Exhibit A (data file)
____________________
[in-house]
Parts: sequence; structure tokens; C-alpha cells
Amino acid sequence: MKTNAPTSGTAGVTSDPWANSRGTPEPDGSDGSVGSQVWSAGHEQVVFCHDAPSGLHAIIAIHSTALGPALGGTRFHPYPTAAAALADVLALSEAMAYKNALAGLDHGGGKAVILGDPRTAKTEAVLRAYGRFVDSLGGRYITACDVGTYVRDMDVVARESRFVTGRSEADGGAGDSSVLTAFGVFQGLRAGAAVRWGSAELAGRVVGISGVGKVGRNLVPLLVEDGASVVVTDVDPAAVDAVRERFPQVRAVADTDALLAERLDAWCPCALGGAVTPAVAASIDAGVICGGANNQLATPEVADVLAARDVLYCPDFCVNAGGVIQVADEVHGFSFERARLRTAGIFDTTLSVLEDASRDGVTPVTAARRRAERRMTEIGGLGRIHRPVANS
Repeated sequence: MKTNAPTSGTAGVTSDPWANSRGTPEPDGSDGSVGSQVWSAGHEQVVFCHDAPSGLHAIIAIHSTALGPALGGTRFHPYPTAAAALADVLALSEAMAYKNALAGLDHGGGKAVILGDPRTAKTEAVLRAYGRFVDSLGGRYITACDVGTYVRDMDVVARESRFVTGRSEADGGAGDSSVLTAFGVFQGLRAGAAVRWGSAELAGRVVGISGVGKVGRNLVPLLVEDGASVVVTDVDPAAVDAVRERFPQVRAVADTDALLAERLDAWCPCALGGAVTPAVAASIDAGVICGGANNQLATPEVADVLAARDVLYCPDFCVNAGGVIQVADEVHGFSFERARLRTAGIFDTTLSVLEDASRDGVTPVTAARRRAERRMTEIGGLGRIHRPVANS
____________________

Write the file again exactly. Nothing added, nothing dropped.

[in-house]
Parts: sequence; structure tokens; C-alpha cells
Amino acid sequence: MKTNAPTSGTAGVTSDPWANSRGTPEPDGSDGSVGSQVWSAGHEQVVFCHDAPSGLHAIIAIHSTALGPALGGTRFHPYPTAAAALADVLALSEAMAYKNALAGLDHGGGKAVILGDPRTAKTEAVLRAYGRFVDSLGGRYITACDVGTYVRDMDVVARESRFVTGRSEADGGAGDSSVLTAFGVFQGLRAGAAVRWGSAELAGRVVGISGVGKVGRNLVPLLVEDGASVVVTDVDPAAVDAVRERFPQVRAVADTDALLAERLDAWCPCALGGAVTPAVAASIDAGVICGGANNQLATPEVADVLAARDVLYCPDFCVNAGGVIQVADEVHGFSFERARLRTAGIFDTTLSVLEDASRDGVTPVTAARRRAERRMTEIGGLGRIHRPVANS
Repeated sequence: MKTNAPTSGTAGVTSDPWANSRGTPEPDGSDGSVGSQVWSAGHEQVVFCHDAPSGLHAIIAIHSTALGPALGGTRFHPYPTAAAALADVLALSEAMAYKNALAGLDHGGGKAVILGDPRTAKTEAVLRAYGRFVDSLGGRYITACDVGTYVRDMDVVARESRFVTGRSEADGGAGDSSVLTAFGVFQGLRAGAAVRWGSAELAGRVVGISGVGKVGRNLVPLLVEDGASVVVTDVDPAAVDAVRERFPQVRAVADTDALLAERLDAWCPCALGGAVTPAVAASIDAGVICGGANNQLATPEVADVLAARDVLYCPDFCVNAGGVIQVADEVHGFSFERARLRTAGIFDTTLSVLEDASRDGVTPVTAARRRAERRMTEIGGLGRIHRPVANS